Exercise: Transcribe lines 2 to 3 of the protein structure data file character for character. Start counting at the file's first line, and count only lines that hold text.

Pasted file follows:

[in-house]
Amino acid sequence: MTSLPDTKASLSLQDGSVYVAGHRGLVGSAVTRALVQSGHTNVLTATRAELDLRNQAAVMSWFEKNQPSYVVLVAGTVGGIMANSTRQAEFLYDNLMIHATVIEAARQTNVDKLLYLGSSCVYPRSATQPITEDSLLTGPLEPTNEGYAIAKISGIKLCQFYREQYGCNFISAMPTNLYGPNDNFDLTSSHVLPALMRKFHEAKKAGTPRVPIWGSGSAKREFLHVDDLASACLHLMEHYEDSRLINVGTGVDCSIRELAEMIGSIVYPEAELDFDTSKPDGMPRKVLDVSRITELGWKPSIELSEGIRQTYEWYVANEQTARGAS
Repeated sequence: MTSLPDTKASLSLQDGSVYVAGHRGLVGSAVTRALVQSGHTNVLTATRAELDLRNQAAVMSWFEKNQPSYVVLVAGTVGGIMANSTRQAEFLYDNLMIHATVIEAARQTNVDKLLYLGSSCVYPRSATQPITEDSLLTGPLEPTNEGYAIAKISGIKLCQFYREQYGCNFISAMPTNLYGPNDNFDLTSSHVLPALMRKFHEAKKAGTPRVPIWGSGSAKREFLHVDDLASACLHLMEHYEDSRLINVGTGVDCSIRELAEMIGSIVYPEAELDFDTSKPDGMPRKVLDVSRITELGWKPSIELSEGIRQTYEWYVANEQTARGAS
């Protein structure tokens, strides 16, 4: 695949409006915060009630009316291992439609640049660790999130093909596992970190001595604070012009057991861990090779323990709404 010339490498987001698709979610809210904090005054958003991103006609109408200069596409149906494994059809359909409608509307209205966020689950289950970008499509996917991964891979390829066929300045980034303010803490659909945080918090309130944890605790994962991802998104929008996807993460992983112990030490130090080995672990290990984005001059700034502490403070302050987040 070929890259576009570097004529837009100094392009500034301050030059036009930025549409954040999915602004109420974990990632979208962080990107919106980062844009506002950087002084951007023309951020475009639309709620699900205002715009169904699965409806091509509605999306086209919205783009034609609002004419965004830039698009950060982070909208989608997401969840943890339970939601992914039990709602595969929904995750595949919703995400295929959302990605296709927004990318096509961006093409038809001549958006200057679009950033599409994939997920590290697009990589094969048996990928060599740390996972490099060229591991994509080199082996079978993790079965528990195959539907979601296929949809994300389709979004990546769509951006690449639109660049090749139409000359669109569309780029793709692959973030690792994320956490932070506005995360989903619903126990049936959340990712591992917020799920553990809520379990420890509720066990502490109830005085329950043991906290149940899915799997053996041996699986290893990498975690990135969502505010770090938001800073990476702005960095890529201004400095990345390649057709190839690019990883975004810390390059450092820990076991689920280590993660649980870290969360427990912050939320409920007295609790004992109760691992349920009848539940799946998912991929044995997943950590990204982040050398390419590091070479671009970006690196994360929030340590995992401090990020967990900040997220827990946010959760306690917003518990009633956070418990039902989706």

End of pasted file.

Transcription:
Amino acid sequence: MTSLPDTKASLSLQDGSVYVAGHRGLVGSAVTRALVQSGHTNVLTATRAELDLRNQAAVMSWFEKNQPSYVVLVAGTVGGIMANSTRQAEFLYDNLMIHATVIEAARQTNVDKLLYLGSSCVYPRSATQPITEDSLLTGPLEPTNEGYAIAKISGIKLCQFYREQYGCNFISAMPTNLYGPNDNFDLTSSHVLPALMRKFHEAKKAGTPRVPIWGSGSAKREFLHVDDLASACLHLMEHYEDSRLINVGTGVDCSIRELAEMIGSIVYPEAELDFDTSKPDGMPRKVLDVSRITELGWKPSIELSEGIRQTYEWYVANEQTARGAS
Repeated sequence: MTSLPDTKASLSLQDGSVYVAGHRGLVGSAVTRALVQSGHTNVLTATRAELDLRNQAAVMSWFEKNQPSYVVLVAGTVGGIMANSTRQAEFLYDNLMIHATVIEAARQTNVDKLLYLGSSCVYPRSATQPITEDSLLTGPLEPTNEGYAIAKISGIKLCQFYREQYGCNFISAMPTNLYGPNDNFDLTSSHVLPALMRKFHEAKKAGTPRVPIWGSGSAKREFLHVDDLASACLHLMEHYEDSRLINVGTGVDCSIRELAEMIGSIVYPEAELDFDTSKPDGMPRKVLDVSRITELGWKPSIELSEGIRQTYEWYVANEQTARGAS